Citric acid is a food additive found in soft drinks, candy and canned vegetables and fruit. It is also used in cleaning products, such as air fresheners, detergents and glass cleaners. It is added to cleaning products to give them a citrus scent and to foods as a preservative.
Citric acid preserves food by lowering its pH and inhibiting bacterial growth. It is also used to add a sour citrus flavor to foods. Citric acid occurs naturally in citrus fruits, but commercially-used forms of the chemical are not extracted from fruits. Instead, they are produced by bacteria and purified for use in food and cleaning products.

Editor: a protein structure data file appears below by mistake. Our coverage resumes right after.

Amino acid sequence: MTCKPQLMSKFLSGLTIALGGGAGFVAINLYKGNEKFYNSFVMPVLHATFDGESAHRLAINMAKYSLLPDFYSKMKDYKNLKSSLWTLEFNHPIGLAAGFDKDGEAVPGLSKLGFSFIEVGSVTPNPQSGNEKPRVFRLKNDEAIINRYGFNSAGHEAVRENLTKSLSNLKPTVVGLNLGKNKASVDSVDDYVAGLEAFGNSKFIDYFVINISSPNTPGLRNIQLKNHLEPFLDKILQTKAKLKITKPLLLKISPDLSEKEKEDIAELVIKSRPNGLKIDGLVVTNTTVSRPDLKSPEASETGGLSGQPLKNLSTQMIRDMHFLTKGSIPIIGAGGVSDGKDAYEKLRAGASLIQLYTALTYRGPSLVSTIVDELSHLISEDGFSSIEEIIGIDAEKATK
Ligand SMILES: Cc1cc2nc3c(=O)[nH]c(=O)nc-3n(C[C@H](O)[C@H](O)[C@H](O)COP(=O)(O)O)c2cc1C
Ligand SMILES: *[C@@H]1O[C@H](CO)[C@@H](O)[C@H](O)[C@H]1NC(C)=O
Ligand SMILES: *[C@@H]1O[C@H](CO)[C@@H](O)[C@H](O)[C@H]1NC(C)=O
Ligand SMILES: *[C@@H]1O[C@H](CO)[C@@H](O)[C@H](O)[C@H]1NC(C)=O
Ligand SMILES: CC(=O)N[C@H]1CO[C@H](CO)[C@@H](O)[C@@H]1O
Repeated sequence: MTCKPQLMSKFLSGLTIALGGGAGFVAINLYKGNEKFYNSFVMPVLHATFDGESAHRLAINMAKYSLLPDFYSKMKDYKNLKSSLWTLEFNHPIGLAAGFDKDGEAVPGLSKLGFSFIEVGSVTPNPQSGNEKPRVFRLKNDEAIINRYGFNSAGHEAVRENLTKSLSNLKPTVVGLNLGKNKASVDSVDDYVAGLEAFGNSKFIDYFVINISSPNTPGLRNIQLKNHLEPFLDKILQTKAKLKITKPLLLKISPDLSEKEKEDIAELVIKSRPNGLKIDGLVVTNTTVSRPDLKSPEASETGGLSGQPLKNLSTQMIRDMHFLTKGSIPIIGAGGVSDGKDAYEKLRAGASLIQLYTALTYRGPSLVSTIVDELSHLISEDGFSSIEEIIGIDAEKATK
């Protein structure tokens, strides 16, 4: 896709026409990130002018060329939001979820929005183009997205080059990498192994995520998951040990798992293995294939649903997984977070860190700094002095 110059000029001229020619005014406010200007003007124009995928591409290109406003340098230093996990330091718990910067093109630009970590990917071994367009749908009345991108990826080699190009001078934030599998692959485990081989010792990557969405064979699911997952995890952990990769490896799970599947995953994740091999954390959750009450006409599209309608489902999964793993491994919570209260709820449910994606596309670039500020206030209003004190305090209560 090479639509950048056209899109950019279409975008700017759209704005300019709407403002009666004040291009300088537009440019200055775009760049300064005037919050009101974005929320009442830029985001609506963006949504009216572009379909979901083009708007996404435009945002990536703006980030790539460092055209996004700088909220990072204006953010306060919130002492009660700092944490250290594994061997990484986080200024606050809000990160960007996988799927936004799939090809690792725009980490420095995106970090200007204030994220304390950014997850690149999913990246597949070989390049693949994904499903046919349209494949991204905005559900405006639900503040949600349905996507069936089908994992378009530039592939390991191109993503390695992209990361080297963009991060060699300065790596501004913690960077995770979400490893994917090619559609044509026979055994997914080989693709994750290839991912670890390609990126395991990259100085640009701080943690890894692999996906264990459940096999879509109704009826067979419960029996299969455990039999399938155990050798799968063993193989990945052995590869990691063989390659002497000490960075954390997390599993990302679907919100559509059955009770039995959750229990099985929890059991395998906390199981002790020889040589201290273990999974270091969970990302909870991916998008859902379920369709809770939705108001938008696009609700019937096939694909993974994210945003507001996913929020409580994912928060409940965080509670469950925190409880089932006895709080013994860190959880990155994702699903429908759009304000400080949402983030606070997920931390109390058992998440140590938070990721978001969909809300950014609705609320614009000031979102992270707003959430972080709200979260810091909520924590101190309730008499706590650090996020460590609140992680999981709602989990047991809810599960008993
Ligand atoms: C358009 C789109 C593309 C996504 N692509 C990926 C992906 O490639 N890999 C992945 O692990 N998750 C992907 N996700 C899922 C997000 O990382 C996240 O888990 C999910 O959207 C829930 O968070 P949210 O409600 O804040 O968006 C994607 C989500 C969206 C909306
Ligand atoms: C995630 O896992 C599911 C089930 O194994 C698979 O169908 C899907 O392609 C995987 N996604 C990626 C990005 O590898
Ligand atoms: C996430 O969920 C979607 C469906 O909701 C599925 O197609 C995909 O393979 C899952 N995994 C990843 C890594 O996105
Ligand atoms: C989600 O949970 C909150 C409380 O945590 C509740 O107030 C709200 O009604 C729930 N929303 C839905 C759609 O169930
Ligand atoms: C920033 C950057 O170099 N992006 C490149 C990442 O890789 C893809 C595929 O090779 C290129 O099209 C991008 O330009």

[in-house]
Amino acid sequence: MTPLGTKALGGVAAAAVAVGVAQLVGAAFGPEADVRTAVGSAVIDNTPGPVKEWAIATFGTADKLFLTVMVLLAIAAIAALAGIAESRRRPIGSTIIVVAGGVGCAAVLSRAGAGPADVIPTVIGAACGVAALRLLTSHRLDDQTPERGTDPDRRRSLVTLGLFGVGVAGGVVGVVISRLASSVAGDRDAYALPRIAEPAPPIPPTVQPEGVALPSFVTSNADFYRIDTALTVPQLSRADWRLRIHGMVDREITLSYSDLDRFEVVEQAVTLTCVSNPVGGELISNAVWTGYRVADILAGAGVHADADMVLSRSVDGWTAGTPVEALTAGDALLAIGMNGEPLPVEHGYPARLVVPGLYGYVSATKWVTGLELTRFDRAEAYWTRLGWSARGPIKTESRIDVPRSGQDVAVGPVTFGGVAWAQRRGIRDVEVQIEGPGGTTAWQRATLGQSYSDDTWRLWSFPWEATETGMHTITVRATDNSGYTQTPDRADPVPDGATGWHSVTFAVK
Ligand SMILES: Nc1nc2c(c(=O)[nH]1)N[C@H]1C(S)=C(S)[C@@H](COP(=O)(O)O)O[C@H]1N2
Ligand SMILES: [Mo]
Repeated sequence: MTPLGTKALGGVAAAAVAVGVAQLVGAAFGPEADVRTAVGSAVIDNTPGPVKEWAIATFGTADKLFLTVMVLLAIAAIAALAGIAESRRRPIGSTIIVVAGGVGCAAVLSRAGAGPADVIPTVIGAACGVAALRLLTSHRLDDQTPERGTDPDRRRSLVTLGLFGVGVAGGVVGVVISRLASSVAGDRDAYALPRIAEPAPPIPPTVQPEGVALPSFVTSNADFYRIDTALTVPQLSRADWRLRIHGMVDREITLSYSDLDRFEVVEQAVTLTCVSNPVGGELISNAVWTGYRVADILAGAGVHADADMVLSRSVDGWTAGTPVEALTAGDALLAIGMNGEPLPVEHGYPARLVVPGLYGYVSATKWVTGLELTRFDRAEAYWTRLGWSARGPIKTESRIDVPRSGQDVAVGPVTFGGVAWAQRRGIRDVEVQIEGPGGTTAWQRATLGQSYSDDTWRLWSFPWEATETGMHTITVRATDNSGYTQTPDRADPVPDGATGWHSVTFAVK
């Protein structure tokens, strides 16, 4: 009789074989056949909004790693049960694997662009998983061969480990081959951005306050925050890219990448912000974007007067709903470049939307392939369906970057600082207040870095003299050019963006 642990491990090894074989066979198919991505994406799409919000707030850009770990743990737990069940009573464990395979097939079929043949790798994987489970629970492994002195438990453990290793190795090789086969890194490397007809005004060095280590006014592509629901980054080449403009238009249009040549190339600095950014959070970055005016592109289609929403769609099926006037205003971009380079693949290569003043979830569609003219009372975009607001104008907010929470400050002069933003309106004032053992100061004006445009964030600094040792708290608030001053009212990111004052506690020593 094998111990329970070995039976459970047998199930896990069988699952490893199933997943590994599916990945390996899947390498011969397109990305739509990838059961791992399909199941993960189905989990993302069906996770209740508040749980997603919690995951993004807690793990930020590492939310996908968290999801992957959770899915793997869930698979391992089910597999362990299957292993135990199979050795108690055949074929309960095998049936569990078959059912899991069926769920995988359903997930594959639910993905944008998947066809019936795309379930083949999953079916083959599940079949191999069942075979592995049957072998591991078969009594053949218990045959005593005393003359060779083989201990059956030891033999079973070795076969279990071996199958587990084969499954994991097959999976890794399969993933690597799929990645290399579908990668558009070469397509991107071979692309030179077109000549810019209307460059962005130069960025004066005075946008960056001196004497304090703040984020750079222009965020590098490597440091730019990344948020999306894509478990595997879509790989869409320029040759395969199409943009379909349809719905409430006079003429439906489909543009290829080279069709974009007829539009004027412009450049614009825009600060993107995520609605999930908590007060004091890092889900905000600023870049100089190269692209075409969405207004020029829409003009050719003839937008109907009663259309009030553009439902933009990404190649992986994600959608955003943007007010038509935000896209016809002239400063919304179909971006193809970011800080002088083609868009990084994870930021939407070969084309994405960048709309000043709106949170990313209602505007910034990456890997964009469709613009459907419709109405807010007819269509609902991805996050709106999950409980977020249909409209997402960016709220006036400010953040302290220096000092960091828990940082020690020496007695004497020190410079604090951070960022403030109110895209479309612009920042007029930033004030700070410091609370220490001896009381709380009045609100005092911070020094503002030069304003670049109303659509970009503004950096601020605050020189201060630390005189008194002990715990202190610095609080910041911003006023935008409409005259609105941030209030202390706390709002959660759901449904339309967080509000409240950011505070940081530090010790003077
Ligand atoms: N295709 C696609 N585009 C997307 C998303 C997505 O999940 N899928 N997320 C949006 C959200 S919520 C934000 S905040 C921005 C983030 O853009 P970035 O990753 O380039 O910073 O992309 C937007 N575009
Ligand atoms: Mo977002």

Most living organisms synthesize citric acid in the form of citrate. Citrate is a vital component of metabolism in organisms that consume food for energy. Without it, cells cannot turn fats, proteins and carbohydrates into usable energy. Citrate is also an essential part of bone.
While rare, it is possible for a person to be allergic to citric acid. Because the most common dietary source of this allergy is citrus fruit, an allergy test is required to confirm a citric acid allergy. This is due to the presence of other allergens in citrus fruits. Patients diagnosed with a citric acid allergy should avoid citrus fruits and products with added citric acid.